Financial Jargon

Financial Jargon

We understand, financial jargon can be confusing. Don’t worry! We’ve gathered a glossary of frequently used terms to make your journey to retirement that much easier. 12b-1 fee A fee that is paid out of a mutual fund’s assets to cover marketing and distribution costs of the fund or to pay commissions to brokers. The …

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Retirement Planning Basics

Getting Close to Retirement? Things to Think About.

Getting close to retirement? Tips to help make sure you’re on track. Once you’ve built a retirement nest egg, you’ll need a strategy for use your savings in retirement. Here are some things to keep in mind. Choose investments that fit your stage of life As you move towards retirement and have less time to recover …

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Retirement Planning Basics

What to do with Your 401k Plan if You’ve Lost Your Job.

It’s stressful to lose your job. It’s additionally stressful to have to decide what to do with your 401(k) during this time. Here’s a few options to help make this decision easier. If you’re fired or laid off, it’s your right to move money from your 401(k) account to an IRA (Individual Retirement Account) without …

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Retirement Planning Basics

Make Sure You Know What Fees You are Paying

High fees can eat away your retirement savings, make sure you know what you’re paying. Many people don’t know how much they are paying for their retirement saving plan. Unfortunately, it’s all too common that people are paying high fees. Make sure you know what you’re paying, this will help make sure you’re on track …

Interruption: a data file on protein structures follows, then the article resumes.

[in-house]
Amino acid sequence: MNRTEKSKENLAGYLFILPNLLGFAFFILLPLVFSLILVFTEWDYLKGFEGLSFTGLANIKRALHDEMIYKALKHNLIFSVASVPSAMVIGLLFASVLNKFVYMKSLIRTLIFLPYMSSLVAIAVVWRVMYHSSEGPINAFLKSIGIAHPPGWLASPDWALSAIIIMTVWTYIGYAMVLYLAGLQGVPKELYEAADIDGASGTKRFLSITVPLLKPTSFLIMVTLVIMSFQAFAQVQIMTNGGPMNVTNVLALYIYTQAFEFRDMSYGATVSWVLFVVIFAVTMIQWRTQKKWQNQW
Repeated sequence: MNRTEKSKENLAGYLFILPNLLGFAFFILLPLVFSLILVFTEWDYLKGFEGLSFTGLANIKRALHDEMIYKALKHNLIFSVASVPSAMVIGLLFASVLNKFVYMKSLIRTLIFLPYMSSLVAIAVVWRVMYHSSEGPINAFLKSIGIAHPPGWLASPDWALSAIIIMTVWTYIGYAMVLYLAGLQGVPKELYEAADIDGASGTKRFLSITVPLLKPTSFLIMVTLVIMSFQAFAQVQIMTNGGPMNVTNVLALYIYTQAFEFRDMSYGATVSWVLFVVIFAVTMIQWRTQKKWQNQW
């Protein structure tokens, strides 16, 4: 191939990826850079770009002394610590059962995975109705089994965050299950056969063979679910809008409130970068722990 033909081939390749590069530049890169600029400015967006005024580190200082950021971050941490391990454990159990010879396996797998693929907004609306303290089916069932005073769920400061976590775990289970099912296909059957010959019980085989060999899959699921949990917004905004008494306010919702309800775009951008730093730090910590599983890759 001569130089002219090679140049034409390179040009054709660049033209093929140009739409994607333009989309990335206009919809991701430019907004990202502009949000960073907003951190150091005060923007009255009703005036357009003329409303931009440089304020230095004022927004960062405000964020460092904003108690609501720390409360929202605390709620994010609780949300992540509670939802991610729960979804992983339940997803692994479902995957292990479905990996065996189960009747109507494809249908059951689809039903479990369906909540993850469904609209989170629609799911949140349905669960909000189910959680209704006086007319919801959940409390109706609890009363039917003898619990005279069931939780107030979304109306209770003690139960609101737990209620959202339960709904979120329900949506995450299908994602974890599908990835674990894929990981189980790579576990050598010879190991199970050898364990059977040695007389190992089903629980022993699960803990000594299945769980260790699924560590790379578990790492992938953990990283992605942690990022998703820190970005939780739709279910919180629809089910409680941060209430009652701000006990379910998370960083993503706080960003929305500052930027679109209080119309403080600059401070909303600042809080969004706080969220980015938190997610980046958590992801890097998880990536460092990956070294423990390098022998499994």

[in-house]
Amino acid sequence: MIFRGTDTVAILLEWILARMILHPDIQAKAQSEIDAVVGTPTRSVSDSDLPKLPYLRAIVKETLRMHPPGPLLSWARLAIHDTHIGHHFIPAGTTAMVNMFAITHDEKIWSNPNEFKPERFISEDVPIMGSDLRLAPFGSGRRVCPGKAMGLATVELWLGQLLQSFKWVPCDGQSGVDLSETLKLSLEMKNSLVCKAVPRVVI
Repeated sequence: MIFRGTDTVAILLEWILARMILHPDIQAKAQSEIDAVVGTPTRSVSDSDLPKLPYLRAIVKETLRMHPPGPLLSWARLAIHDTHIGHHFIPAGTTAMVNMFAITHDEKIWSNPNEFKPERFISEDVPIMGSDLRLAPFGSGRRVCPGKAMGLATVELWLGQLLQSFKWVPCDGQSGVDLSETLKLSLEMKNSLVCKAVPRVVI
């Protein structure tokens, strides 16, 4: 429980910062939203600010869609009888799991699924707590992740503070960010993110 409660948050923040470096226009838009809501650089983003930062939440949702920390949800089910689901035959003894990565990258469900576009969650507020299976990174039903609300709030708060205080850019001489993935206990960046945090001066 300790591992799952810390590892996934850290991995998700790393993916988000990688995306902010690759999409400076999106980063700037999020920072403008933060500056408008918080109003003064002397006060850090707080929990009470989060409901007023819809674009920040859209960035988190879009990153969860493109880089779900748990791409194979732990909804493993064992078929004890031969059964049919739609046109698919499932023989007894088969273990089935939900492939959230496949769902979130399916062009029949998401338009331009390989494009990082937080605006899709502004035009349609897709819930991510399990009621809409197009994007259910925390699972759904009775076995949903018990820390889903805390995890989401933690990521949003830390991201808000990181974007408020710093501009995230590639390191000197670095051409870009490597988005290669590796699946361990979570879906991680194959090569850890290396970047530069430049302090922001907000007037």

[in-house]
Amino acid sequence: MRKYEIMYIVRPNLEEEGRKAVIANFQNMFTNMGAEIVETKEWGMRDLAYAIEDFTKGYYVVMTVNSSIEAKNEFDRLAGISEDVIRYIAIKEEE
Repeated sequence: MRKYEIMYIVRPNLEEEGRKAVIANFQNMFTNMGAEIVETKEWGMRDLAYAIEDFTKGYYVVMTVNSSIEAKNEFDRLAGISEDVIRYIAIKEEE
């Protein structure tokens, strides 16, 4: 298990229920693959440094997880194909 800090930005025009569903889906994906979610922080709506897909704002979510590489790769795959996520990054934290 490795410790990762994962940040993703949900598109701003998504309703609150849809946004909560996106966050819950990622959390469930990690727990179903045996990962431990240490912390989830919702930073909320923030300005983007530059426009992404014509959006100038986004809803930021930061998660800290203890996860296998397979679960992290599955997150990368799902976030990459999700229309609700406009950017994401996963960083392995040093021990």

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Retirement Planning Basics

Five Ways to Reach Your Retirement Savings Goal

Successful investing will help you reach your retirement savings goals. To do this, you’ll need to assess your goals, review your options, and routinely check on your investments. The following tips will help you. Start today. The sooner you begin investing in your retirement plan, the more time you benefit from years of compounding growth. …

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Retirement Planning Basics

Employer Match, a Great Benefit

Always take advantage of an employer-offered 401(k) match. It’s rare to receive free money, but that’s what a 401(k) match from an employer is. A “match” is when an employer contributes money to your 401(k) account when you put money into it from your paycheck. An employer’s match is a percentage of what you contribute …

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Retirement Planning Basics

Emergency Savings, Everyone Needs them Sometimes

An emergency savings account is necessary for your financial well-being. Life’s unexpected surprises often have financial costs. However, with a little planning, an emergency fund can help you to successfully weather these small storms. An emergency plan will also help you to avoid using high-interest credit cards, personal loans, or prematurely withdrawing money from your …

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Retirement Planning Basics

The Benefits of Saving Early

Start small, save early, and let the power of compounding work for you. Simply put, the earlier you begin saving, the better. Regardless of how much money you make, or how far away retirement may seem, it’s never too soon to start saving in a retirement plan. Waiting even a few months, could mean less …

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Types of Plans

SEP-IRAs: Retirement Saving for Self-Employed Individuals

You’ve heard about Individual Retirement